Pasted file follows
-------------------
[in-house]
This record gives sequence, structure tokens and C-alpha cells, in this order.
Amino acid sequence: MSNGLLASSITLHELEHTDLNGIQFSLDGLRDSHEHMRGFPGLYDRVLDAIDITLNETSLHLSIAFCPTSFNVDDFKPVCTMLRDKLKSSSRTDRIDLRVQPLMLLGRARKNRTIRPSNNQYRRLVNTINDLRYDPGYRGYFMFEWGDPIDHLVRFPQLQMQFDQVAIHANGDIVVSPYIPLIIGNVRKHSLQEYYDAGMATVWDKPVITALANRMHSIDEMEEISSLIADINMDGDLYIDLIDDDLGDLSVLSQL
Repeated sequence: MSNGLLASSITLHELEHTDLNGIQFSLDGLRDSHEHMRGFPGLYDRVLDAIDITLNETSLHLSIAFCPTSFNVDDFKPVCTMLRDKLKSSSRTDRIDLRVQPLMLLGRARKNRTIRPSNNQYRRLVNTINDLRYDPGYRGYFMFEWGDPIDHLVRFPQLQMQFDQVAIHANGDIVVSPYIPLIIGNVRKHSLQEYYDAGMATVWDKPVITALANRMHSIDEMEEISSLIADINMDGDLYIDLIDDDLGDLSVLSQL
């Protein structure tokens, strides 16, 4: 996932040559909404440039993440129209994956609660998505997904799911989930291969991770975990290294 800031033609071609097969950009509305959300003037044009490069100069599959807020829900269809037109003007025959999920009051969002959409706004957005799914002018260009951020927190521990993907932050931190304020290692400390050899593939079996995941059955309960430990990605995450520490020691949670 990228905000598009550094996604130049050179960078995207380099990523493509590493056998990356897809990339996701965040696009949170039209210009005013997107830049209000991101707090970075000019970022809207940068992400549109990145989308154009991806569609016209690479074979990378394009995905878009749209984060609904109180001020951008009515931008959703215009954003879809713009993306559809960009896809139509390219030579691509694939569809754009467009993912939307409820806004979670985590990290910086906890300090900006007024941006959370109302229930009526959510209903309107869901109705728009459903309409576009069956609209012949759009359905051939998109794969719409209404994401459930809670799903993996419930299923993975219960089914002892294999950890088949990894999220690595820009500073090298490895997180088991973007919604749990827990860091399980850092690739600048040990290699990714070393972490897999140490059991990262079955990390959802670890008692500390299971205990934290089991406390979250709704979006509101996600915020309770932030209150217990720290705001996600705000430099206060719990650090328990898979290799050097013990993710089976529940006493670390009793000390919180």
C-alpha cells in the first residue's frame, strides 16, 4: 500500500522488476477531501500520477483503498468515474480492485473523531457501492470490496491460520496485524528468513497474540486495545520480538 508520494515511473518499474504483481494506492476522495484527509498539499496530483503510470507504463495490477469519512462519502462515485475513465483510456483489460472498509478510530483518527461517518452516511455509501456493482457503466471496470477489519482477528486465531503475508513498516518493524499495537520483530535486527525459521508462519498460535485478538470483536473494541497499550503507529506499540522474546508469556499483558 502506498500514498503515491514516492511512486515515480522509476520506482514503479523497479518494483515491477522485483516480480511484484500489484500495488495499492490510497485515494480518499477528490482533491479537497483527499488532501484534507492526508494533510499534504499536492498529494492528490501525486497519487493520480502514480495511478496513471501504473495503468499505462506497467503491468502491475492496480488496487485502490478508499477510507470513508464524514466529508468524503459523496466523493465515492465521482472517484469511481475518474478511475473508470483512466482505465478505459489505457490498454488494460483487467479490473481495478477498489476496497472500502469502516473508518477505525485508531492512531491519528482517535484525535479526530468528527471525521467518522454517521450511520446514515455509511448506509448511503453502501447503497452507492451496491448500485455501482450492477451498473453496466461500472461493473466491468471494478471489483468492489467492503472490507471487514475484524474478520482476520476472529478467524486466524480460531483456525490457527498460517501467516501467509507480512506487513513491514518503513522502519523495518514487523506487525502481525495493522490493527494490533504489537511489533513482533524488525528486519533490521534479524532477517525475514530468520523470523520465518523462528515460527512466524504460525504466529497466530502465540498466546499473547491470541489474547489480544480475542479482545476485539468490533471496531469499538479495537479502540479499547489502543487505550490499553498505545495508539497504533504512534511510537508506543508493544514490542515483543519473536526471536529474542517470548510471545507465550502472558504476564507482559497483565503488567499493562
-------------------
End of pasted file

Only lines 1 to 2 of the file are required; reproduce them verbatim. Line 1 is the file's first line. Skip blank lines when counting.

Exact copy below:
[in-house]
This record gives sequence, structure tokens and C-alpha cells, in this order.